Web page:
Managing Student Data
Central 301 follows best practices in establishing and managing system and network access security. Access to student data is managed and controlled through what is known as role-based security. This means that the type and amount of access to student data and other information is governed in our systems by the role which any staff member holds along with what information they require to perform their job as a trusted member of Central 301 staff. Staff members must go through a process to gain access to authorized information that includes successfully logging into the District network or one of the systems they use as part of their job duties.
Once a staff member logs in using this method, the internal application controls, role based security, and application permissions restrictions are engaged which limit the data read, write, add, or delete functionality and are specific to a staff member’s role in the District.
The District also follows all rules set forth by state and federal government such as the SOPPA, FERPA, COPPA, CIPA, PPRA, and HIPAA.
Student Online Personal Protection Act (SOPPA)
Effective July 1, 2021, school districts will be required by the Student Online Personal Protection Act (SOPPA) to provide additional guarantees that student data is protected when collected by educational technology companies, and that data is used for beneficial purposes only (105 ILCS 85).
Below is a high-level overview of the new requirements. Please refer to the legislation for specific timelines and components of each element. School districts must:
- Annually post a list of all operators of online services or applications utilized by the district.
- Annually post all data elements that the school collects, maintains, or discloses to any entity. This information must also explain how the school uses the data, and to whom and why it discloses the data.
- Post contracts for each operator within 10 days of signing.
- Annually post subcontractors for each operator.
- Post the process for how parents can exercise their rights to inspect, review and correct information maintained by the school, operator, or ISBE. (Coming in July 2021)
- Post data breaches within 10 days and notify parents within 30 days.
- Create a policy for who can sign contracts with operators.
- Designate a privacy officer to ensure compliance.
- Maintain reasonable security procedures and practices. Agreements with vendors in which information is shared must include a provision that the vendor maintains reasonable security procedures and practices.
Family Educational Rights and Privacy Act (FERPA)
FERPA is a Federal law that protects the privacy of student education records. The law applies to all schools that receive funds from the U.S. Department of Education. FERPA gives parents certain rights with respect to their children’s education records. These rights transfer to the student when he or she reaches the age of 18 or attends a school beyond the high school level.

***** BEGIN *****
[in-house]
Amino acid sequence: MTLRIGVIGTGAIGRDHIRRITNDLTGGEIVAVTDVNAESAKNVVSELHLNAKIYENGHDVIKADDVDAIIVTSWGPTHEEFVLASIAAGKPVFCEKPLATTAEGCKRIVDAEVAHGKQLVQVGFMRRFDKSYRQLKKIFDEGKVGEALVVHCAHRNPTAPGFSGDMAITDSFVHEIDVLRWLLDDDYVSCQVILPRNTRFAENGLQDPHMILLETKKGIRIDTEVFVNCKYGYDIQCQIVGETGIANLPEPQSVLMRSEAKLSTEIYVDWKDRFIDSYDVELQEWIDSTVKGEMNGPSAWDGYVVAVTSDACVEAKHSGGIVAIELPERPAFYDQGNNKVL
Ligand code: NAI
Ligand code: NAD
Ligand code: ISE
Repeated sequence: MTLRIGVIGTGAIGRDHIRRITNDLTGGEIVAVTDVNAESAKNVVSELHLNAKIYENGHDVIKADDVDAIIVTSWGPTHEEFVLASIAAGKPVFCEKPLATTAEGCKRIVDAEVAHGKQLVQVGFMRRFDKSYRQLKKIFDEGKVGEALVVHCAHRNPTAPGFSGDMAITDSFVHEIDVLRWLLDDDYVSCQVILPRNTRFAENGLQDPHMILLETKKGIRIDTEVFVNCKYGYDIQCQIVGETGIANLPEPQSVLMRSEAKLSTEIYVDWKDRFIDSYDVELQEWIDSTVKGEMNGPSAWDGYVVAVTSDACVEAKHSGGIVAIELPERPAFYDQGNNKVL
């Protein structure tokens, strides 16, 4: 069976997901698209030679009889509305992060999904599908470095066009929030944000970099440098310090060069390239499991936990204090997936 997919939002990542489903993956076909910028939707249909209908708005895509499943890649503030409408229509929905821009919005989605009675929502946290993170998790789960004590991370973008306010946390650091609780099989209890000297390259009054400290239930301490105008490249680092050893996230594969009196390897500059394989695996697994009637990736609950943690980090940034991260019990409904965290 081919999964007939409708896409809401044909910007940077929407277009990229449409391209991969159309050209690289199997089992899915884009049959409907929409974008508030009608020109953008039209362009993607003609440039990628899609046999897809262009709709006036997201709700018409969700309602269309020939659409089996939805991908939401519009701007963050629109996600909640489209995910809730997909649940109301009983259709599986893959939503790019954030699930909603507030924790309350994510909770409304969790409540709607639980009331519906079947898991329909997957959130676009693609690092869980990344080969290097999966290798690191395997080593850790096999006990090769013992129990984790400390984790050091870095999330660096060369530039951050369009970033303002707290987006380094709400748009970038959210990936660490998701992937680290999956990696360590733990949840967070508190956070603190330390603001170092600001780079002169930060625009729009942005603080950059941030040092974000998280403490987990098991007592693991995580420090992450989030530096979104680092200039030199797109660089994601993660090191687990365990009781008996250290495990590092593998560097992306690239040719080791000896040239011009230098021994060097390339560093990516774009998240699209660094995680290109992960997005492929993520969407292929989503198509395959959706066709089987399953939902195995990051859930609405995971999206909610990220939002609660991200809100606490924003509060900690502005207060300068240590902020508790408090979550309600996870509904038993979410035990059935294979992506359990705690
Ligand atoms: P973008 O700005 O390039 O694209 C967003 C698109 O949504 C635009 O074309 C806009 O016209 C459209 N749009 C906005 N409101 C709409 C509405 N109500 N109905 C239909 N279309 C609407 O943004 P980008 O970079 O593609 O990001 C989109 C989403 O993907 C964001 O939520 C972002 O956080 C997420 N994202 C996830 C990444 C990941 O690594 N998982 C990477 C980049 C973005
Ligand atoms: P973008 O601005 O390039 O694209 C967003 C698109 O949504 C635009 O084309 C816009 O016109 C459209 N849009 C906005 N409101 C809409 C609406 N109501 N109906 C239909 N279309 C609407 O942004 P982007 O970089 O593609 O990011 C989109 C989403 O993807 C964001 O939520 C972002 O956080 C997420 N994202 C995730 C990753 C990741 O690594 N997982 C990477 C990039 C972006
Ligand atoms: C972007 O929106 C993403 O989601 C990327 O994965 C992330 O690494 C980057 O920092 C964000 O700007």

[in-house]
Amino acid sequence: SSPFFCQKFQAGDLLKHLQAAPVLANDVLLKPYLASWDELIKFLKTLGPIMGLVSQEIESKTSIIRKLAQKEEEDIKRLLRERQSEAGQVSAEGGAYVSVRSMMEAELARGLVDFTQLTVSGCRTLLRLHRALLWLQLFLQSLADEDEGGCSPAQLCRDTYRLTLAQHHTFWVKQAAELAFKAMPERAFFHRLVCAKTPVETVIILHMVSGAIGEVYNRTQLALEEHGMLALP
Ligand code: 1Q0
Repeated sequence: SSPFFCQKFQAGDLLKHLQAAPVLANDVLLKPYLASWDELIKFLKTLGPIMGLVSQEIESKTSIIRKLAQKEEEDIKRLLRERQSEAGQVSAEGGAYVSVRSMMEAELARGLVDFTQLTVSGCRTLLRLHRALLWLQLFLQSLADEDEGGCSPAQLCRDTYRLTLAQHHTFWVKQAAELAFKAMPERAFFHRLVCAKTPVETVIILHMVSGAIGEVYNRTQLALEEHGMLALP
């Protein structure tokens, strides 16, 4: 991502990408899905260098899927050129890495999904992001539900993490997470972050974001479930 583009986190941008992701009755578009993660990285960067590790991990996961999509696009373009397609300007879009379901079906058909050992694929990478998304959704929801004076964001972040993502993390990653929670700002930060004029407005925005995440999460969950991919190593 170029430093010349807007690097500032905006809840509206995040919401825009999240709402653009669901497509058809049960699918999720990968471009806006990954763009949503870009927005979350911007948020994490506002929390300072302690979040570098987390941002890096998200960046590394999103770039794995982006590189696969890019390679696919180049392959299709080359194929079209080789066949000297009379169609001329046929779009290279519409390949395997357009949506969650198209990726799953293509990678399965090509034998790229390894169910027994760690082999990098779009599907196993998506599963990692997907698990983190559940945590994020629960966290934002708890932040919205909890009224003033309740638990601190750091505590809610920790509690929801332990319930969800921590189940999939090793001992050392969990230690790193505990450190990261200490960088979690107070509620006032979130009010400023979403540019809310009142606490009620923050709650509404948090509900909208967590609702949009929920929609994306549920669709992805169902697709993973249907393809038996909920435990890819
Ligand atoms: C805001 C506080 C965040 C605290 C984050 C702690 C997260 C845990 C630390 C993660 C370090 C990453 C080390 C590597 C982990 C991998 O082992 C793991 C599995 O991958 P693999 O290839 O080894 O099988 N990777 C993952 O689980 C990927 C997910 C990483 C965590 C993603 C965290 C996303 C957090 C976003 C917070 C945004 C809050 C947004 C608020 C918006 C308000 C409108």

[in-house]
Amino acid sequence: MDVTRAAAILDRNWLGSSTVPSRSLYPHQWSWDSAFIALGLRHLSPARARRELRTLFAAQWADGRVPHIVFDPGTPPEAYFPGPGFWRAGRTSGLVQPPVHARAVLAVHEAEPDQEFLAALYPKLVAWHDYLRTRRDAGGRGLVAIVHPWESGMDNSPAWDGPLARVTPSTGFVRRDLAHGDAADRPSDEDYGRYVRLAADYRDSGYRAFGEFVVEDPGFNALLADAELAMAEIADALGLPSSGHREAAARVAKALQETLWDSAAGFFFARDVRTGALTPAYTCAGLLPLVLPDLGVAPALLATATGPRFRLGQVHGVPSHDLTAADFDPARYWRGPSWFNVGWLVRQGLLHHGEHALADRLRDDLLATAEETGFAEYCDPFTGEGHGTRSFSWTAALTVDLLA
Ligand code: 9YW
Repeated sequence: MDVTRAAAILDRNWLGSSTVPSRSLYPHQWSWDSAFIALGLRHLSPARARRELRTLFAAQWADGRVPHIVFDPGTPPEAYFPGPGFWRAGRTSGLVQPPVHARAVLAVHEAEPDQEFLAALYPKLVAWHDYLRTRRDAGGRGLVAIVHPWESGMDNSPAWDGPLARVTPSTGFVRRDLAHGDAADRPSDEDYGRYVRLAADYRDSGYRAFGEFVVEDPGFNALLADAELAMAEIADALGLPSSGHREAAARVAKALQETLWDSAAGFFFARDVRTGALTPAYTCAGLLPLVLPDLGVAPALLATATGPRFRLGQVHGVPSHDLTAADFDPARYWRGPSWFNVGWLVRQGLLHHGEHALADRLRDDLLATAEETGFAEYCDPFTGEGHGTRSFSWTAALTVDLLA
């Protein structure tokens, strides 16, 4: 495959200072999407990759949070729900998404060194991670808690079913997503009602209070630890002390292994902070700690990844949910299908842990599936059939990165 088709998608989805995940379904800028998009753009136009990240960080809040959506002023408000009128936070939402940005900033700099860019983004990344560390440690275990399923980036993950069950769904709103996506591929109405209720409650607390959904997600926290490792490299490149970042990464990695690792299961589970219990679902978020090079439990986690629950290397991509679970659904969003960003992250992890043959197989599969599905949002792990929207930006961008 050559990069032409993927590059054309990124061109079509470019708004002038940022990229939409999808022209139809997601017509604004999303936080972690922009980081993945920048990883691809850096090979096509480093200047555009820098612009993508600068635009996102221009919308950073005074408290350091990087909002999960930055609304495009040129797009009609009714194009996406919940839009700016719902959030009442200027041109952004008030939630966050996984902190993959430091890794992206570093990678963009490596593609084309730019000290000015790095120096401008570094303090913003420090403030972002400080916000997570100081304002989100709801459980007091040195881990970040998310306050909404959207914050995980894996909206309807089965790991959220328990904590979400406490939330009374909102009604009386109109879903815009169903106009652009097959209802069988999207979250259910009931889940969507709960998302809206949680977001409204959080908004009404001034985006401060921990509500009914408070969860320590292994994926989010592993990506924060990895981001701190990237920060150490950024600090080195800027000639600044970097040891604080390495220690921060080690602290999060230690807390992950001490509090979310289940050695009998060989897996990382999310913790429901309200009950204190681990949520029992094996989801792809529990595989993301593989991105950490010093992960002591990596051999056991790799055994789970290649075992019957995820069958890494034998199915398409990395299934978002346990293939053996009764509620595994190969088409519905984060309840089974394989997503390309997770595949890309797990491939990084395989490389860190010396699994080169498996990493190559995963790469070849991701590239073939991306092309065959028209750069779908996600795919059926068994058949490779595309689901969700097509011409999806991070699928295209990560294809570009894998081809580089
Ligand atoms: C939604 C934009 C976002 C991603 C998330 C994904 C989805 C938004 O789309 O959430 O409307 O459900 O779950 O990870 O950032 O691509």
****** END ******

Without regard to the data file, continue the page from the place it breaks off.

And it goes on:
Children’s Online Privacy Protection Act (COPPA)
The primary goal of COPPA is to place parents in control over what information is collected from their young children online. COPPA was designed to protect children under age 13 while accounting for the dynamic nature of the Internet. The Rule applies to operators of commercial websites and online services (including mobile apps) directed to children under 13 that collect, use, or disclose personal information from children, and operators of general audience websites or online services with actual knowledge that they are collecting, using, or disclosing personal information from children under 13. The Rule also applies to websites or online services that have actual knowledge that they are collecting personal information directly from users of another website or online service directed to children. Read more about COPPA.
Children’s Internet Protection Act (CIPA)
CIPA was enacted by Congress in 2000 to address concerns about children’s access to obscene or harmful content over the Internet. CIPA imposes certain requirements on schools or libraries that receive discounts for Internet access or internal connections through the E-rate program. Read more about CIPA.
Protection of Pupil Rights Amendment (PPRA)
PPRA is intended to protect the rights of parents and students in two ways:
- It seeks to ensure that schools and contractors make instructional materials available for inspection by parents if those materials will be used in connection with an ED-funded survey, analysis, or evaluation in which their children participate; and
- It seeks to ensure that schools and contractors obtain written parental consent before minor students are required to participate in any ED-funded survey, analysis, or evaluation that reveals certain information.
PPRA applies to programs that receive funding from the U.S. Department of Education. Read more about PPRA.
Health Insurance Portability and Accountability Act (HIPPA)
The Health Insurance Portability and Accountability Act of 1996 (HIPAA) is a federal law that required the creation of national standards to protect sensitive patient health information from being disclosed without the patient’s consent or knowledge.